Monday 5 August 2019 9:29 am

Eurozone economy slows as Germany weakness continues

Growth in the Eurozone economy softened in July as German output fell to a six-year low and the manufacturing sector continued to struggle, a closely-watched survey has shown.

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Yet the area’s services sector posted solid growth as employment grew and pay rose, highlighting a divide in the zone’s economy.

The purchasing managers’ index (PMI) composite output index, a gauge of the health of the overall economy from data provider IHS Markit, fell to 51.5 in July. This was down from June’s 52.2 and showed only modest growth in the zone’s economy.

Germany’s composite PMI fell to a 73-month low of 50.9 in March as its economy continued to grapple with trade tensions, a global slowdown, weak demand from China, and Brexit. A score of over 50 indicates expansion.

The Eurozone’s manufacturing sector saw a “notable and accelerated fall in manufacturing production during July,” IHS Markit said.

However, “service sector activity rose at a solid, albeit slightly slower pace”. The PMI services business activity index posted 53.2 in July, down from 53.6 in June but still showing solid expansion.

In Germany, “a rapidly deteriorating manufacturing economy almost entirely offset ongoing robust growth of the service sector”.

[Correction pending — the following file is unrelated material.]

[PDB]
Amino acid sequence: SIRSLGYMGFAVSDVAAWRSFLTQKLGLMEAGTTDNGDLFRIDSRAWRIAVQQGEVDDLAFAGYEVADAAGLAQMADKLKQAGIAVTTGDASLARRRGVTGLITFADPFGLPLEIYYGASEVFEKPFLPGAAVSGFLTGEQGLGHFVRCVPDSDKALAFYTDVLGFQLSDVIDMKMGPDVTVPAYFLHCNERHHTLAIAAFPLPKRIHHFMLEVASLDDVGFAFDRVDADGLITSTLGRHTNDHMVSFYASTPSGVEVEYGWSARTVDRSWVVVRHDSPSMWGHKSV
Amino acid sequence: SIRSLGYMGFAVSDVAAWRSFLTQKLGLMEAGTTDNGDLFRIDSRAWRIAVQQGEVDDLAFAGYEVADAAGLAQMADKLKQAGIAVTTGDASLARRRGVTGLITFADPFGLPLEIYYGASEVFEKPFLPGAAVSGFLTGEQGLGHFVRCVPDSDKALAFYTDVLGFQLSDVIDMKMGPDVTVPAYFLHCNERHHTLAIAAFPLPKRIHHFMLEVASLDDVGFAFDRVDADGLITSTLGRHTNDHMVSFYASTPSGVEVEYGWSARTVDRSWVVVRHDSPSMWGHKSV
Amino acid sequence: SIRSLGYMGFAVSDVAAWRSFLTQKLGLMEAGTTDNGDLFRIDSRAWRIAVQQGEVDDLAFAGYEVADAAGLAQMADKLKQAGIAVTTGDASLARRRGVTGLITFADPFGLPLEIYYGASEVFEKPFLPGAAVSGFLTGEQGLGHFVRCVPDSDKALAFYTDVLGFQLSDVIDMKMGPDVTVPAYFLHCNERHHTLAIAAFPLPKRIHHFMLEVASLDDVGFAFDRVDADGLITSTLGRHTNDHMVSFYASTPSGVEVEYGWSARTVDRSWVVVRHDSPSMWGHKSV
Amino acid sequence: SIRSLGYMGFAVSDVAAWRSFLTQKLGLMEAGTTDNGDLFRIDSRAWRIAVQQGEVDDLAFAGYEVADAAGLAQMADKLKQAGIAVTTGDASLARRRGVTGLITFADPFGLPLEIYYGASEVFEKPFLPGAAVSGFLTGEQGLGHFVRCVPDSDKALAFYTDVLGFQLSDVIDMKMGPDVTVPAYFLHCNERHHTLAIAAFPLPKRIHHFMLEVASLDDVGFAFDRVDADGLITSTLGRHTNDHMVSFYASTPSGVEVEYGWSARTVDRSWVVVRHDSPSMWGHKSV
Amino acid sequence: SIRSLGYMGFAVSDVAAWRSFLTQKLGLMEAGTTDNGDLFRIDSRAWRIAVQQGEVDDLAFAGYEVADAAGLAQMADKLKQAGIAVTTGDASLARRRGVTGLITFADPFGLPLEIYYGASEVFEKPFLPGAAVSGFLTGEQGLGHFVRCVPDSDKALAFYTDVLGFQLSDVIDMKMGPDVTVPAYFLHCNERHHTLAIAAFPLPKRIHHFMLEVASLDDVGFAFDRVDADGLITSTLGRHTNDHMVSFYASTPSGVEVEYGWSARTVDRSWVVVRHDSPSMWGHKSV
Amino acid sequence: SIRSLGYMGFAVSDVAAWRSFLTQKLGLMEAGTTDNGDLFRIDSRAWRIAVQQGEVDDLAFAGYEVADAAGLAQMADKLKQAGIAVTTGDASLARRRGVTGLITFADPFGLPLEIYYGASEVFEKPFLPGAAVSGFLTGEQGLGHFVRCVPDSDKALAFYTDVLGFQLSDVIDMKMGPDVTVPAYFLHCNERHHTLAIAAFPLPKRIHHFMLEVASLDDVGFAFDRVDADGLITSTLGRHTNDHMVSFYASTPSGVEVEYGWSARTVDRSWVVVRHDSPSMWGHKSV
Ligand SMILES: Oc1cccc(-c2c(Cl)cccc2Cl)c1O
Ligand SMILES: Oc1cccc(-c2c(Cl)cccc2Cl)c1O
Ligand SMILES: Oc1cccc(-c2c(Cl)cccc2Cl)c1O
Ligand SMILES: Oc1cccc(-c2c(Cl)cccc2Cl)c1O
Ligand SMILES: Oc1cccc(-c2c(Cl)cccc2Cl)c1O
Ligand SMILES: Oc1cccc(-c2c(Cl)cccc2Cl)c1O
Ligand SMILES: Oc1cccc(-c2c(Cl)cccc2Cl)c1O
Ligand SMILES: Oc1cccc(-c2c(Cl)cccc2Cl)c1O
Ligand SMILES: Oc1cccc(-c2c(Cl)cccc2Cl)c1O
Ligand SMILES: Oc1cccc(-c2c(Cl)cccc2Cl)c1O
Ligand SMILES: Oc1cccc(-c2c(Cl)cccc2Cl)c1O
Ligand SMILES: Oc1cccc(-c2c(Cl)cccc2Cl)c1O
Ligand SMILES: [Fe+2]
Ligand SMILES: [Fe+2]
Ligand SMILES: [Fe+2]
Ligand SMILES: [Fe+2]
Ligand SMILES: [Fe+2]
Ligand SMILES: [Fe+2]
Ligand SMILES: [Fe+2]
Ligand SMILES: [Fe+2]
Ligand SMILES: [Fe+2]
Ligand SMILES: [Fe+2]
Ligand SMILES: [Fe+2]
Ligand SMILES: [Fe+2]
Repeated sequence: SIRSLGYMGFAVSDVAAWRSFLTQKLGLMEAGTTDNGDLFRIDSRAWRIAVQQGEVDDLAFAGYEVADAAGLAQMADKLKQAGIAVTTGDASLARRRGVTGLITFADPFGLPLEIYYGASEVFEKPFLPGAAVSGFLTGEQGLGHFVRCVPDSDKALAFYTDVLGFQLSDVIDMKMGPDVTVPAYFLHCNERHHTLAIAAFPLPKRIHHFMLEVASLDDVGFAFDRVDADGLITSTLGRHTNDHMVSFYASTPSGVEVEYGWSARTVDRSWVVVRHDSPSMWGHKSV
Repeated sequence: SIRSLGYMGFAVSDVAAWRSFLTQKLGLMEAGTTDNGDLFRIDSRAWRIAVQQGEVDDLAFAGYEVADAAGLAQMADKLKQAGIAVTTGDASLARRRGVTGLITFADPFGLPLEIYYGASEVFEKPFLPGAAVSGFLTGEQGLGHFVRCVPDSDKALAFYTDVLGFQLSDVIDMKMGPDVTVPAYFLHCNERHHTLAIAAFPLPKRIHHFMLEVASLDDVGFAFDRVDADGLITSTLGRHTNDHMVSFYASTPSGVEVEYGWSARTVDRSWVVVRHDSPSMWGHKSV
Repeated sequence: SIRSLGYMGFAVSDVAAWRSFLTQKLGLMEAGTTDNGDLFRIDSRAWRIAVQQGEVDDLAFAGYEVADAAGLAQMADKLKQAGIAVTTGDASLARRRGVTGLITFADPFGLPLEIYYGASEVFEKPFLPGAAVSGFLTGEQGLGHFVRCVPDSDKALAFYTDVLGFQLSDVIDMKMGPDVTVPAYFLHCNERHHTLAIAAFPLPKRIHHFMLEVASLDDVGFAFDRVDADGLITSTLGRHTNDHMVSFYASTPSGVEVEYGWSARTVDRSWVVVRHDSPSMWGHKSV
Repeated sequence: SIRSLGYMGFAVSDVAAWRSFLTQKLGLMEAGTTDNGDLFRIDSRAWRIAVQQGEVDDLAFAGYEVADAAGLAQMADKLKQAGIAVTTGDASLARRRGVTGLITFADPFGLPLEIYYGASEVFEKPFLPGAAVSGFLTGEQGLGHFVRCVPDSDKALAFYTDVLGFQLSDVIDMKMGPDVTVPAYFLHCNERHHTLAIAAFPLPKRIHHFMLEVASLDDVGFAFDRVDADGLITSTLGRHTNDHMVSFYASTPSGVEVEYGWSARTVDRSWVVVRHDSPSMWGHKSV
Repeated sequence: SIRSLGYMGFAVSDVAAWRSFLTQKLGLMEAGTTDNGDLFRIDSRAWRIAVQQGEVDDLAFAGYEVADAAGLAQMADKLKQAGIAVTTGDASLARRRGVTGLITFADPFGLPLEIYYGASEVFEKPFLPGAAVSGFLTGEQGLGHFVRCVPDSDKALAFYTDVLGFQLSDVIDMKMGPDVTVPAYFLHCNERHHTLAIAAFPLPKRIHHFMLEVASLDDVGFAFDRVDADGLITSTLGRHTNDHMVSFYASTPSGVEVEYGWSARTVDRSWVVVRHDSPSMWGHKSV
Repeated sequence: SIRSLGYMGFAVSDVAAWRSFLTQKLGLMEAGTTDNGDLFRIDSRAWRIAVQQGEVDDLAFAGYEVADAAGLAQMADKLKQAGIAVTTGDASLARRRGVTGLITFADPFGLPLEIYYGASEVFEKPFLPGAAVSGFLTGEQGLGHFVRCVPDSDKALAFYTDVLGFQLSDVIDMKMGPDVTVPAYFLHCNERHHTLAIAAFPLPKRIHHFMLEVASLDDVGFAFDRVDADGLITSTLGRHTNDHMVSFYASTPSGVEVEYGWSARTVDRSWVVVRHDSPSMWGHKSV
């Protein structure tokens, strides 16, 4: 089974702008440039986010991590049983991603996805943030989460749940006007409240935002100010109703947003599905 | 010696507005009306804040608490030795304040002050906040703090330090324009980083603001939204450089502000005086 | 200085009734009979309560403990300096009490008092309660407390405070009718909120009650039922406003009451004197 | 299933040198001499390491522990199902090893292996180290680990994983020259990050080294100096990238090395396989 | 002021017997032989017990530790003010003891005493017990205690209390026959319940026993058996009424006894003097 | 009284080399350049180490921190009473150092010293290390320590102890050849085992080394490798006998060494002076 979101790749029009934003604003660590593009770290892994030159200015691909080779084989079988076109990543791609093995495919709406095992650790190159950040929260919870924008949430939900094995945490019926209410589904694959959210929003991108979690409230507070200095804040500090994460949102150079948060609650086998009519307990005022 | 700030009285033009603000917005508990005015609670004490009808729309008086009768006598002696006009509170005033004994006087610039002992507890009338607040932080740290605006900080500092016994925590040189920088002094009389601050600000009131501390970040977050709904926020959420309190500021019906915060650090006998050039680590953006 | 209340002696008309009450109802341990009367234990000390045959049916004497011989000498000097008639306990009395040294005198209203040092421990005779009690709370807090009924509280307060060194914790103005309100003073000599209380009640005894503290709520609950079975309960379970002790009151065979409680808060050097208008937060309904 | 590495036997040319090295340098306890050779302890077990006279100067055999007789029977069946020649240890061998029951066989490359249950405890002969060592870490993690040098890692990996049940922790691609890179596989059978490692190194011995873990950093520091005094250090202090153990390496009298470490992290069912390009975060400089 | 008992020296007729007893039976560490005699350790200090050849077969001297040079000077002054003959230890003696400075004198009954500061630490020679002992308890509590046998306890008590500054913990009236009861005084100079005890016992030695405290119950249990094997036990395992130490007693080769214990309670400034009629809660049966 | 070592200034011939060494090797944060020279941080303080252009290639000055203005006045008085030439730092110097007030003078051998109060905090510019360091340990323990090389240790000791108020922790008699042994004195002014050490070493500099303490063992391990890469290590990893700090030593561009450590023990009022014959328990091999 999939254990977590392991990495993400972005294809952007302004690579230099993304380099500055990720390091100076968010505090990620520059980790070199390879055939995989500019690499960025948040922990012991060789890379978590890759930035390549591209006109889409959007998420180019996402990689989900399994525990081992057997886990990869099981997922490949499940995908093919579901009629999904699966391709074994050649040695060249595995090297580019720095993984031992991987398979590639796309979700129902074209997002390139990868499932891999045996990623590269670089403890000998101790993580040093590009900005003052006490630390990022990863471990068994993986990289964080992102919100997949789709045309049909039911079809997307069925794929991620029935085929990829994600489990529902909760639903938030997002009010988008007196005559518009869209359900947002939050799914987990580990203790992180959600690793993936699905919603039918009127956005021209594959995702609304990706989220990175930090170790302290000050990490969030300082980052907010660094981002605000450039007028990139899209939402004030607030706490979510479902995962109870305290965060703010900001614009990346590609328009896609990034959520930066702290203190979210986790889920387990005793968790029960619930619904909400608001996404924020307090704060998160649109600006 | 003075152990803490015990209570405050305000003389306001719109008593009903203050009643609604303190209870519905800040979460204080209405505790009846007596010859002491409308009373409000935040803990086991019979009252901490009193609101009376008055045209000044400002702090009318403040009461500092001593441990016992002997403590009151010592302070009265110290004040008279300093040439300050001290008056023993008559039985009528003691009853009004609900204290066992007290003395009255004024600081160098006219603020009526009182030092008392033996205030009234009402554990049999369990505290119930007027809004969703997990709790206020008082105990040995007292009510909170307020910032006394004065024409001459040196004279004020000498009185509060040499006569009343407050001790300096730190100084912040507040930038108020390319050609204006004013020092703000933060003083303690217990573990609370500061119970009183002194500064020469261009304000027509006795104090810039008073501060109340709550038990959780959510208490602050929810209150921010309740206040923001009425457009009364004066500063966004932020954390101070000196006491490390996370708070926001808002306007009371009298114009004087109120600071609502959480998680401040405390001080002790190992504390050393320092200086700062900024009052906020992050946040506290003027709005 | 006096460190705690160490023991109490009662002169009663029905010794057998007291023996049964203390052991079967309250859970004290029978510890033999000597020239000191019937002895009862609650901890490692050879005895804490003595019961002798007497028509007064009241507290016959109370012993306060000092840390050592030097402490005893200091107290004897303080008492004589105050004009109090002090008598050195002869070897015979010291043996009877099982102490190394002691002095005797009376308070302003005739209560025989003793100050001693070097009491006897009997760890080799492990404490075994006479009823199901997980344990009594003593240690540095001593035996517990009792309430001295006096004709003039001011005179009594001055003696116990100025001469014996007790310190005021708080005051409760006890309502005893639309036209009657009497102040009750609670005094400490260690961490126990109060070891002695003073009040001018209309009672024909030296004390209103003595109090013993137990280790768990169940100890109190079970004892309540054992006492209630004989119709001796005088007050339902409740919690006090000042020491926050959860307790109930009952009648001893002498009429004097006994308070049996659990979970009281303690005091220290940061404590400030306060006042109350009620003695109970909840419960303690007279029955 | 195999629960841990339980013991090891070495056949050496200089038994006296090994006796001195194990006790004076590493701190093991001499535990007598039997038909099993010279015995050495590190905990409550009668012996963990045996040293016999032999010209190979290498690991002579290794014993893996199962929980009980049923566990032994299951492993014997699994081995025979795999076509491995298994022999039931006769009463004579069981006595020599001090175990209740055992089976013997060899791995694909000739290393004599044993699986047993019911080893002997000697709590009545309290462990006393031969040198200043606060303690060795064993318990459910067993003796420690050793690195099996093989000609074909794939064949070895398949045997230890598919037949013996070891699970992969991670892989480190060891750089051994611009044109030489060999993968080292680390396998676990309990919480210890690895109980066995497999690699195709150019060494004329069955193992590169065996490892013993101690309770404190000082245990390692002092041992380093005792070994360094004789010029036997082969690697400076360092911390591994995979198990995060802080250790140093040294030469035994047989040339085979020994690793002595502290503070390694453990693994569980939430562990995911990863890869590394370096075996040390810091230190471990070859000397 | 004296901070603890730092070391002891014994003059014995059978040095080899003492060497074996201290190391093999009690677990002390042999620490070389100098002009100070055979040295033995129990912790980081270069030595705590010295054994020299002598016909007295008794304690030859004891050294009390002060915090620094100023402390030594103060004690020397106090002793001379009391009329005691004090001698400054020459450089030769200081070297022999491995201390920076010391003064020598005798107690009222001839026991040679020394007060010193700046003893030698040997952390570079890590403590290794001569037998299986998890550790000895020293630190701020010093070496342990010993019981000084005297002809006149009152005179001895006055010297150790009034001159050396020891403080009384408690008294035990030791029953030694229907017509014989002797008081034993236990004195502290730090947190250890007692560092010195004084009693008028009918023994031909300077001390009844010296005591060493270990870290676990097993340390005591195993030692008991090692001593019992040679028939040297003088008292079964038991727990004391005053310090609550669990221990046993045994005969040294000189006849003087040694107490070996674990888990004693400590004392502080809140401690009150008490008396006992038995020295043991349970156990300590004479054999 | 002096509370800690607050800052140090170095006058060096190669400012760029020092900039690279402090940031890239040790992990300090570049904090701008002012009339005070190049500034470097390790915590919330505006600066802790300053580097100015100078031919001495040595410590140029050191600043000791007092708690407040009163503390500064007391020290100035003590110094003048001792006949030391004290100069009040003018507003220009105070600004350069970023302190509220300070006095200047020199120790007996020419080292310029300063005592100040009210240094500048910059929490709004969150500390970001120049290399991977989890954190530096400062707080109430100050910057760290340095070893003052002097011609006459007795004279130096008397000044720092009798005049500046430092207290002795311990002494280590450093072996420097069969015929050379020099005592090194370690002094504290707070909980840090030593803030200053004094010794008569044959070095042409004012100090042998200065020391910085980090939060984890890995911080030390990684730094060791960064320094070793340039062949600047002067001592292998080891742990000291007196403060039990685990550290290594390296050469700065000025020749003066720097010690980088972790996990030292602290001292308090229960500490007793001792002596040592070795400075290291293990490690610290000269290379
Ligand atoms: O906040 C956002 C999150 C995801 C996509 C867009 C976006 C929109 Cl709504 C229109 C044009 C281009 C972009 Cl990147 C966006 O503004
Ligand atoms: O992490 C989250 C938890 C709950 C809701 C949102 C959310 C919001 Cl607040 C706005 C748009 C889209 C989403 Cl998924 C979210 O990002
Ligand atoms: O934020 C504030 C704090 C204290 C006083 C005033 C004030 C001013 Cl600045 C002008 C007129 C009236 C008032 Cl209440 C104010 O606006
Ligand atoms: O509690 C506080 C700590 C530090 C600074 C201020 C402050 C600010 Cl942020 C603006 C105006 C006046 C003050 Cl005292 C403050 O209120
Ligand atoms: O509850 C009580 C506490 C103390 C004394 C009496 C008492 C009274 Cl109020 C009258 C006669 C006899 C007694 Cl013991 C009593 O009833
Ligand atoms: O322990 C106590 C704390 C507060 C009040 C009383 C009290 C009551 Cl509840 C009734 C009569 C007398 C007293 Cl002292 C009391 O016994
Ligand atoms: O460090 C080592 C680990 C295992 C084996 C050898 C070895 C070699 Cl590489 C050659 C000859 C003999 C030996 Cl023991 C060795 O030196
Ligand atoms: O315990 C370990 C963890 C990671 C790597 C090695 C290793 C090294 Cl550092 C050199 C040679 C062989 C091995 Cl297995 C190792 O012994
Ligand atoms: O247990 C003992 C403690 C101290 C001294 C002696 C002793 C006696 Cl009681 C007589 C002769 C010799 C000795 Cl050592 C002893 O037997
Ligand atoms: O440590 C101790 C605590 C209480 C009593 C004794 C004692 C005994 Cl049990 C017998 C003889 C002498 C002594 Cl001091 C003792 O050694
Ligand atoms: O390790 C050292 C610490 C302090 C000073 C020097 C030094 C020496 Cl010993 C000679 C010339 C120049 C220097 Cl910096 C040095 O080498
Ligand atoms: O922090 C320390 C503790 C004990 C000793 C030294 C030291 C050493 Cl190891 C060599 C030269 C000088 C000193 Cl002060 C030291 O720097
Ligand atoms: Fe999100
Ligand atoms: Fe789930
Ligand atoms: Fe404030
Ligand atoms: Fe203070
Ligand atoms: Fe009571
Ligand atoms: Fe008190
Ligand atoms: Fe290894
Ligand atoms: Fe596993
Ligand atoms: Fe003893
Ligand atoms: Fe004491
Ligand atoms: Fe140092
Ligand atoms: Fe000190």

IHS Markit said the overall Eurozone economy was dragged down by weak demand in July. The amount of new work private sector companies were given rose only slightly due to a marked reduction in manufacturing orders.

Firms continued to hire, however, to keep on top of their workloads, continuing a trend from November 2014. Yet the growth in staffing numbers was the weakest since April 2016.

Chris Williamson, chief business economist at IHS Markit, said: “The service sector continued to sustain the expansion of the overall eurozone economy at the start of the third quarter, but there are signs that the scale of the manufacturing downturn is starting to overwhelm.”

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“The main source of expansion currently appears to be the consumer, in turn buoyed by the relative strength of the labour market.”